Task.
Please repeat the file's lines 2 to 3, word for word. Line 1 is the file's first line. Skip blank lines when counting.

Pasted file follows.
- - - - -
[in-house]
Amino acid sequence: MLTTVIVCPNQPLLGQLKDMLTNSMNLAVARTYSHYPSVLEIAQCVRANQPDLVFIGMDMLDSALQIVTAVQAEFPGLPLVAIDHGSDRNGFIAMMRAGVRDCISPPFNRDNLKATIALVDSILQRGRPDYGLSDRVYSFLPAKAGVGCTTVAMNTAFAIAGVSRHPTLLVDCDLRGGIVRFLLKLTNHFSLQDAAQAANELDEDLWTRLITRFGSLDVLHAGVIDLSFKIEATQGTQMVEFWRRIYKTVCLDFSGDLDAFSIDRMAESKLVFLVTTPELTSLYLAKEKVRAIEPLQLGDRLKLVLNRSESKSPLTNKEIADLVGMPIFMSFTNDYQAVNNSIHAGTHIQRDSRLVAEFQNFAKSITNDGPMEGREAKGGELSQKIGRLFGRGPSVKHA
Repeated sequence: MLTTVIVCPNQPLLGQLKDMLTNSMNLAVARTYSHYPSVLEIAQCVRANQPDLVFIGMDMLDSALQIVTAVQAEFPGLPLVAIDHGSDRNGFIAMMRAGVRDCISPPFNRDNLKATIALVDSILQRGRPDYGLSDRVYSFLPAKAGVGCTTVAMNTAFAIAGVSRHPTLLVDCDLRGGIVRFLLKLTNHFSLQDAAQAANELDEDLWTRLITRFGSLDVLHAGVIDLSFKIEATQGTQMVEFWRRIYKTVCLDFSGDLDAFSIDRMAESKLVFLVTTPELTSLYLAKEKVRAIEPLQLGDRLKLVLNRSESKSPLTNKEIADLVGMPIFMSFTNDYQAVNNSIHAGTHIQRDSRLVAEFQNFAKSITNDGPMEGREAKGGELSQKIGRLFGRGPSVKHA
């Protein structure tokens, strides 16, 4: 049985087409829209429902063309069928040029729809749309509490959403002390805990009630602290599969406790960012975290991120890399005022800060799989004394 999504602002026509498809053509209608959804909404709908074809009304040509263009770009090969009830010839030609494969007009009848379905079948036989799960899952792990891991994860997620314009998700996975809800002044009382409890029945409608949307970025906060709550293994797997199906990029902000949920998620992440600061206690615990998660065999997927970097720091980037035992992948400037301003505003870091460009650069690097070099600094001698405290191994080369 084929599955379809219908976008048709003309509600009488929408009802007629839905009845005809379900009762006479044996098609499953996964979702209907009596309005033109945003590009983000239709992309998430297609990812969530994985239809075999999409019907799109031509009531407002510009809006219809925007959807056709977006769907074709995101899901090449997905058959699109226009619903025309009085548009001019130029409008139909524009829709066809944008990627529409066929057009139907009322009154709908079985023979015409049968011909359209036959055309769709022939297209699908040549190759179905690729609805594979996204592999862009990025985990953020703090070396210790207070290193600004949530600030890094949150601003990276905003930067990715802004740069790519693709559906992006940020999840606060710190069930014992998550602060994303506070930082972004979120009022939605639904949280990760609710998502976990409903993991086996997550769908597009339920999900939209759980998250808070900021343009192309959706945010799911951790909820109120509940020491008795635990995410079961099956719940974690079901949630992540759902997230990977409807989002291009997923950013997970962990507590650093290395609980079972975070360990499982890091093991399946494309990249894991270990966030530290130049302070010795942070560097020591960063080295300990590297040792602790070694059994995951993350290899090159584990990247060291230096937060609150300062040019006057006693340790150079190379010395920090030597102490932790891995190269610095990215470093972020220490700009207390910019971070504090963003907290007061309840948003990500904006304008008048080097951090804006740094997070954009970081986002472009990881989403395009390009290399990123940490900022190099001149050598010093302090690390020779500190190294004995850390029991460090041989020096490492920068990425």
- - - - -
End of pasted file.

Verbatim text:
Amino acid sequence: MLTTVIVCPNQPLLGQLKDMLTNSMNLAVARTYSHYPSVLEIAQCVRANQPDLVFIGMDMLDSALQIVTAVQAEFPGLPLVAIDHGSDRNGFIAMMRAGVRDCISPPFNRDNLKATIALVDSILQRGRPDYGLSDRVYSFLPAKAGVGCTTVAMNTAFAIAGVSRHPTLLVDCDLRGGIVRFLLKLTNHFSLQDAAQAANELDEDLWTRLITRFGSLDVLHAGVIDLSFKIEATQGTQMVEFWRRIYKTVCLDFSGDLDAFSIDRMAESKLVFLVTTPELTSLYLAKEKVRAIEPLQLGDRLKLVLNRSESKSPLTNKEIADLVGMPIFMSFTNDYQAVNNSIHAGTHIQRDSRLVAEFQNFAKSITNDGPMEGREAKGGELSQKIGRLFGRGPSVKHA
Repeated sequence: MLTTVIVCPNQPLLGQLKDMLTNSMNLAVARTYSHYPSVLEIAQCVRANQPDLVFIGMDMLDSALQIVTAVQAEFPGLPLVAIDHGSDRNGFIAMMRAGVRDCISPPFNRDNLKATIALVDSILQRGRPDYGLSDRVYSFLPAKAGVGCTTVAMNTAFAIAGVSRHPTLLVDCDLRGGIVRFLLKLTNHFSLQDAAQAANELDEDLWTRLITRFGSLDVLHAGVIDLSFKIEATQGTQMVEFWRRIYKTVCLDFSGDLDAFSIDRMAESKLVFLVTTPELTSLYLAKEKVRAIEPLQLGDRLKLVLNRSESKSPLTNKEIADLVGMPIFMSFTNDYQAVNNSIHAGTHIQRDSRLVAEFQNFAKSITNDGPMEGREAKGGELSQKIGRLFGRGPSVKHA